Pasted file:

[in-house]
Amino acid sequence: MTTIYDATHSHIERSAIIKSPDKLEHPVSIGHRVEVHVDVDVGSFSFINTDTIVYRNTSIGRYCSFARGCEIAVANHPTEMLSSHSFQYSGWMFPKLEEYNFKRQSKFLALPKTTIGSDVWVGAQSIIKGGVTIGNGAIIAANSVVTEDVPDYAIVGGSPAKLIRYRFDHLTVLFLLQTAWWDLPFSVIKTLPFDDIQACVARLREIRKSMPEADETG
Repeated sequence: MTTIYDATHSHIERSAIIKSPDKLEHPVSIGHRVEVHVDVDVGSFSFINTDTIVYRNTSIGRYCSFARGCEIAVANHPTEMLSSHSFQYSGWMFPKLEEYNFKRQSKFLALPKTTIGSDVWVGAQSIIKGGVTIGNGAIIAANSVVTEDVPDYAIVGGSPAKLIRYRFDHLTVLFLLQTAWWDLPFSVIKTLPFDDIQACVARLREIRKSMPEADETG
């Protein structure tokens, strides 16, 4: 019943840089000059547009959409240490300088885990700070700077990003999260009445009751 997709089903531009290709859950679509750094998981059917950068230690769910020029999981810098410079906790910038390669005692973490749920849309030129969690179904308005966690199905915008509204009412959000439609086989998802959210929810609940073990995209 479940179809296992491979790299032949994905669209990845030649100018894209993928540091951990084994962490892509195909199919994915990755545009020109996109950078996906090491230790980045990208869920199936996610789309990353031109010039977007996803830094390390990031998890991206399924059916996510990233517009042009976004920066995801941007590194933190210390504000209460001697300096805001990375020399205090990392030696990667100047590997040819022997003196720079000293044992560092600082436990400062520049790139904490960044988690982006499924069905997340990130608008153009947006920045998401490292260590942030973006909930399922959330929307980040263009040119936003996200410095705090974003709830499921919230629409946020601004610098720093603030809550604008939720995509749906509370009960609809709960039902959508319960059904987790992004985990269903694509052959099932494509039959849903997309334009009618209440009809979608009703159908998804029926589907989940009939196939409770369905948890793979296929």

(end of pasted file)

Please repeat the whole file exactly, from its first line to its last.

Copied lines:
[in-house]
Amino acid sequence: MTTIYDATHSHIERSAIIKSPDKLEHPVSIGHRVEVHVDVDVGSFSFINTDTIVYRNTSIGRYCSFARGCEIAVANHPTEMLSSHSFQYSGWMFPKLEEYNFKRQSKFLALPKTTIGSDVWVGAQSIIKGGVTIGNGAIIAANSVVTEDVPDYAIVGGSPAKLIRYRFDHLTVLFLLQTAWWDLPFSVIKTLPFDDIQACVARLREIRKSMPEADETG
Repeated sequence: MTTIYDATHSHIERSAIIKSPDKLEHPVSIGHRVEVHVDVDVGSFSFINTDTIVYRNTSIGRYCSFARGCEIAVANHPTEMLSSHSFQYSGWMFPKLEEYNFKRQSKFLALPKTTIGSDVWVGAQSIIKGGVTIGNGAIIAANSVVTEDVPDYAIVGGSPAKLIRYRFDHLTVLFLLQTAWWDLPFSVIKTLPFDDIQACVARLREIRKSMPEADETG
């Protein structure tokens, strides 16, 4: 019943840089000059547009959409240490300088885990700070700077990003999260009445009751 997709089903531009290709859950679509750094998981059917950068230690769910020029999981810098410079906790910038390669005692973490749920849309030129969690179904308005966690199905915008509204009412959000439609086989998802959210929810609940073990995209 479940179809296992491979790299032949994905669209990845030649100018894209993928540091951990084994962490892509195909199919994915990755545009020109996109950078996906090491230790980045990208869920199936996610789309990353031109010039977007996803830094390390990031998890991206399924059916996510990233517009042009976004920066995801941007590194933190210390504000209460001697300096805001990375020399205090990392030696990667100047590997040819022997003196720079000293044992560092600082436990400062520049790139904490960044988690982006499924069905997340990130608008153009947006920045998401490292260590942030973006909930399922959330929307980040263009040119936003996200410095705090974003709830499921919230629409946020601004610098720093603030809550604008939720995509749906509370009960609809709960039902959508319960059904987790992004985990269903694509052959099932494509039959849903997309334009009618209440009809979608009703159908998804029926589907989940009939196939409770369905948890793979296929």